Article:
who are short on time:
For coaches of
kids aged 5-8:
For coaches of
kids aged 9-11:
For coaches of
kids aged 12-15:
For coaches of
who need warm-ups:
Balls, cones and kids
footy4kids soccer coaching newsletter
16 - April 2006
I'm often asked about the pros
and cons of various seven a side formations.
1-2-2-1, 2-2-2, 2-1-2-1...there
are many possibilities. There are also benefits and drawbacks to all of
them, as the debates on the footy4kids
soccer coaching forum
But should coaches of very
young soccer players even be thinking about what formations to use or what
positions to ask their players to play in?
positional play for U6 to U8 players
by Rick Meana - Director of Coaching,
NJ Youth Soccer
Formations and "designated positions" are not
appropriate for U6-U8 play.
Why, do you ask?
Because children at this age do not understand, do not have the capacity
to grasp the concept of "functionality." They don't understand that the
pieces make up the pie as a whole. They only can understand that pieces
exist, but don't understand how they contribute to the make-up of the
whole. In school they learn about basic math, reading, and writing, with
an emphasis on fun discovery and development. They are not grouped by
accountants, lawyers, or doctors, each having their own curriculum.
Everyone receives the same basic curriculum that helps form a foundation
for later education and applications.
Before players learn functionality, they need to first experience basic
movements. Through spontaneous uninhibited play, children can learn to
solve problems, invent, create, and become aware of their physical
relationship with their environment. Small-sided game play offers all
these factors, and in addition, contributes to skill development. This
becomes a foundation for the next levels of play.
Besides, the use of terms such as 'defenders', 'fullbacks,' 'midfielders',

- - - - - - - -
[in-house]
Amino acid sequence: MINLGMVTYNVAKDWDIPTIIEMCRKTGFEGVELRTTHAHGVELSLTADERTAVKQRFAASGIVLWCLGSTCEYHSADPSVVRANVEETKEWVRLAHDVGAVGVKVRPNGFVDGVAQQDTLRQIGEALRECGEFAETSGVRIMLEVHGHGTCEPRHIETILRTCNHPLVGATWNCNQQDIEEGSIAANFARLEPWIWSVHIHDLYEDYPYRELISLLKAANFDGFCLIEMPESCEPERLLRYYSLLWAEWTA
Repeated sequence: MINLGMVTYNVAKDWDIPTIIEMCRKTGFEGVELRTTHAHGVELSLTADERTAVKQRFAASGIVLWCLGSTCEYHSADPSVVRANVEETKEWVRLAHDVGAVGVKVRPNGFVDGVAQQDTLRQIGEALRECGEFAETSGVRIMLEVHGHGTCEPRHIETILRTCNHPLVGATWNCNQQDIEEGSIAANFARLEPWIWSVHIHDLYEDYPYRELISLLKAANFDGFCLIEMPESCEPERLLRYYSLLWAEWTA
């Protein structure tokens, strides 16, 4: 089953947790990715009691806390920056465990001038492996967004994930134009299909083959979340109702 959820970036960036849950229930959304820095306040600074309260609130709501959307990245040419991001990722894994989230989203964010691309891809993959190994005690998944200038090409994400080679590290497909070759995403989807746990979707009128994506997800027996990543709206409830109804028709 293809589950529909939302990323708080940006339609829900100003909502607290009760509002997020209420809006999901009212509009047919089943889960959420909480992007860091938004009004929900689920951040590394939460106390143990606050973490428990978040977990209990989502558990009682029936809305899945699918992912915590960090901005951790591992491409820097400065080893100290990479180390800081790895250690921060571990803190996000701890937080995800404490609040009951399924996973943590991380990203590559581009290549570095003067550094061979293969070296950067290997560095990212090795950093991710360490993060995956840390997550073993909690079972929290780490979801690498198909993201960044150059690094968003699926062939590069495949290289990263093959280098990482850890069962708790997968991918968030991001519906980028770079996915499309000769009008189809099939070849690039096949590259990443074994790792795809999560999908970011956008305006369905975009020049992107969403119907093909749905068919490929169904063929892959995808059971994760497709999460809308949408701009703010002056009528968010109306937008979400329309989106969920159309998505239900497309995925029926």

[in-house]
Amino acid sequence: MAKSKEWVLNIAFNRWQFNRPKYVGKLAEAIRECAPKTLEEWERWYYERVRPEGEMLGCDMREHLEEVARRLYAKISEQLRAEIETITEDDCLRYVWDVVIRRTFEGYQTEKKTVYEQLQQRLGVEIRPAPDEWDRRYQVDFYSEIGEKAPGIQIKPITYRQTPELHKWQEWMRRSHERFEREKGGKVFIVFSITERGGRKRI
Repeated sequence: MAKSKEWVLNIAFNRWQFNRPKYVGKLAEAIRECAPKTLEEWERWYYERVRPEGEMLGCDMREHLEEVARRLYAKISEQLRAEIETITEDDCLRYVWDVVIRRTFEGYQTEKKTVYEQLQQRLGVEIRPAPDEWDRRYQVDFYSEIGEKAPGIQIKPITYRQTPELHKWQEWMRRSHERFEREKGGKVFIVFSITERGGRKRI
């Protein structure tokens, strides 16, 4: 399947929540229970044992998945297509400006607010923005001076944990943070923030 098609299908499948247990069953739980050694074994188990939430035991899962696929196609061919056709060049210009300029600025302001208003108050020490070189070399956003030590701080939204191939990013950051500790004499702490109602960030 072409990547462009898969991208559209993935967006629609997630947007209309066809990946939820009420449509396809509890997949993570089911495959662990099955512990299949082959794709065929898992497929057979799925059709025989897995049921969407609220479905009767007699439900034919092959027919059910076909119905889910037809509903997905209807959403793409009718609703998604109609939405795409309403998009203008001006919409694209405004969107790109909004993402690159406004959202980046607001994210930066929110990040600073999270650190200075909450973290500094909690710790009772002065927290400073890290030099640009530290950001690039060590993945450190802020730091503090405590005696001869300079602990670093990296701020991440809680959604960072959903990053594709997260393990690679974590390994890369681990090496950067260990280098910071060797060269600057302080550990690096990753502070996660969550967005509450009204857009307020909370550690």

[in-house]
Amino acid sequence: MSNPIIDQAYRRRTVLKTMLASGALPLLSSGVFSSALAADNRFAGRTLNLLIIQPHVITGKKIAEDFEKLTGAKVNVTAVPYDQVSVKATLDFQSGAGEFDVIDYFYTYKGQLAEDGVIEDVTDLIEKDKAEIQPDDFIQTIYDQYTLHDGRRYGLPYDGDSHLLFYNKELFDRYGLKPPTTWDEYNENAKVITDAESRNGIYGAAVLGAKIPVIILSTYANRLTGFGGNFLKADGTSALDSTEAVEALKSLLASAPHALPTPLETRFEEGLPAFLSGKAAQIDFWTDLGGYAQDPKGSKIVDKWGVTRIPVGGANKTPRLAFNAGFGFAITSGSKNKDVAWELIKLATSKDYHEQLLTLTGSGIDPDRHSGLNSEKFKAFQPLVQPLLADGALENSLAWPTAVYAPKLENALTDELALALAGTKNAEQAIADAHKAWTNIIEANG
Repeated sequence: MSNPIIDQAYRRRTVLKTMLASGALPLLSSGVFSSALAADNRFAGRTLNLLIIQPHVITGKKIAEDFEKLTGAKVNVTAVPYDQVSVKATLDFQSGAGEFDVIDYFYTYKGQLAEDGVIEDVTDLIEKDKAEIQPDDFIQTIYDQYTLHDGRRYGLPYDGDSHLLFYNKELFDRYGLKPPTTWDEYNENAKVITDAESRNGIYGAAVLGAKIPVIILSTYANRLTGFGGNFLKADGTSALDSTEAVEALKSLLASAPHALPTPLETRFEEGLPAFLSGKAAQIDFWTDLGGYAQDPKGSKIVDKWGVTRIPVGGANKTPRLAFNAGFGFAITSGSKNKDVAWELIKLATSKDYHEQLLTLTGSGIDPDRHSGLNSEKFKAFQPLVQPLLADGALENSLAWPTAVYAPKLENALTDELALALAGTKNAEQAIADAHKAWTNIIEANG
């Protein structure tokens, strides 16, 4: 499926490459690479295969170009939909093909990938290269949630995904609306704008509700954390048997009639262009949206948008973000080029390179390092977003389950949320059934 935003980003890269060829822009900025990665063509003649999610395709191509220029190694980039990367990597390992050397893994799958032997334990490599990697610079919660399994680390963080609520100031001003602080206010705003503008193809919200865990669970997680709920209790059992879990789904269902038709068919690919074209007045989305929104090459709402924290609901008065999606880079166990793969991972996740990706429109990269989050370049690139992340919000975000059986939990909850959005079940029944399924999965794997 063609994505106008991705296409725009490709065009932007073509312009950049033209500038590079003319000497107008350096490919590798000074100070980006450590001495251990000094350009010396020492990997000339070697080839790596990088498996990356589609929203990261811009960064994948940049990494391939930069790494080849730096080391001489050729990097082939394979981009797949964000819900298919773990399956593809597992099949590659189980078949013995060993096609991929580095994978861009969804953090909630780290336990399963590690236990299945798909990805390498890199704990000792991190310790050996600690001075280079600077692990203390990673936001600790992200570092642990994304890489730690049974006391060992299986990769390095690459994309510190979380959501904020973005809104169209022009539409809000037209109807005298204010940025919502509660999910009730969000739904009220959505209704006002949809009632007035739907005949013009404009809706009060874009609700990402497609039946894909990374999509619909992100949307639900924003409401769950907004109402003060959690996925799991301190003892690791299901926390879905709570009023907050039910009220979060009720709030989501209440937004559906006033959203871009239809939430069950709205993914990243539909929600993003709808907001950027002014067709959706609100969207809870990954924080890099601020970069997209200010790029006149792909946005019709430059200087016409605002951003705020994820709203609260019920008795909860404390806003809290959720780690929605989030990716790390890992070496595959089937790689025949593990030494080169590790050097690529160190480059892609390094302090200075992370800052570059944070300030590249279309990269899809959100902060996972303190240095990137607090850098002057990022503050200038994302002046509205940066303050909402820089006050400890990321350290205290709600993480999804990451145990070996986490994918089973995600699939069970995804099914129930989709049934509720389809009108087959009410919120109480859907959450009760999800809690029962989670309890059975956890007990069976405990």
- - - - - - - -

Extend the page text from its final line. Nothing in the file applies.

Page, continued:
and 'strikers' are analogous to asking a six-year-old to describe the
duties of an accountant or lawyer. Do defenders just defend? Not attack?
Does that mean that they need to stay close to their goal? (Usually, these
players have been seen standing on the edge of their penalty box 50 yards
away from the action - after being instructed by their coach to stay
back.) These are literal definitions of positions that are misconceptions
of the game of soccer. Usually, these misconceptions derive from other
sports where positions literally are constants of what action players'
perform/areas of the field, i.e., baseball. This is not true in the modern
game of soccer.
Let's take a look at the modern "adult" game to gain a perspective.
Players who are termed "defenders," are becoming notorious for scoring
goals, while "forwards" who have become famous for their scoring prowess
must now be able to defend and chase down assertive back players. Coaches
have also had to convert forwards to defenders because of a shortage of
attacking defenders. Players today, no matter their position, need to be
fluent in all "soccer skills."
Midfielders, once known for their ability to launch attacks and work at a
high rate for 90 minutes are being converted to defenders, and so on. All
this goes to show that positions and formations aren't the answer.
Besides, it is not necessarily being in a designated "position" or being a
part of a formation that helps the players solve the problem/situations in
the game, but rather the ability of the player to read visually the cues,
that is the movement of the ball, movement of the teammates and opponents,
and quickly execute a movement/decision that will be effective.
Soccer is a game where the players are constantly changing their movement
and activity patterns because the game demands - fluidity,
interchangeability, unpredictability, quick thought and execution.
Adherence to the formations will not aid players in developing the
foundation of the game needed to meet these demands.
The activity in "small-sided" games, where players are not inhibited by
formations and positions, result in a variety of movement patterns, more
contacts with the ball and other players, and is more challenging to a
player physically. It also offers many opportunities for players to make
decisions and solve problems based on the conditions that are encountered
in the game. This is the "learning environment" that is best for the
players at this age and maturity level.
Further proof that this environment is best; can be seen in those
professional coaches, who in order to economize their practice,
efficiently use small-sided games often, to provide a more challenging
environment than 11-a-side play. And that is proof- positive that
small-sided games, are important for this age group, however, formations
and designated positions should not be used by coaches of U6-U8 players.
coaching the swarm - a guide to teaching positions and positional sense
11 a side
selecting positions and team formations in youth soccer
soccer coaching and the very young child
characteristics of six to ten year old soccer players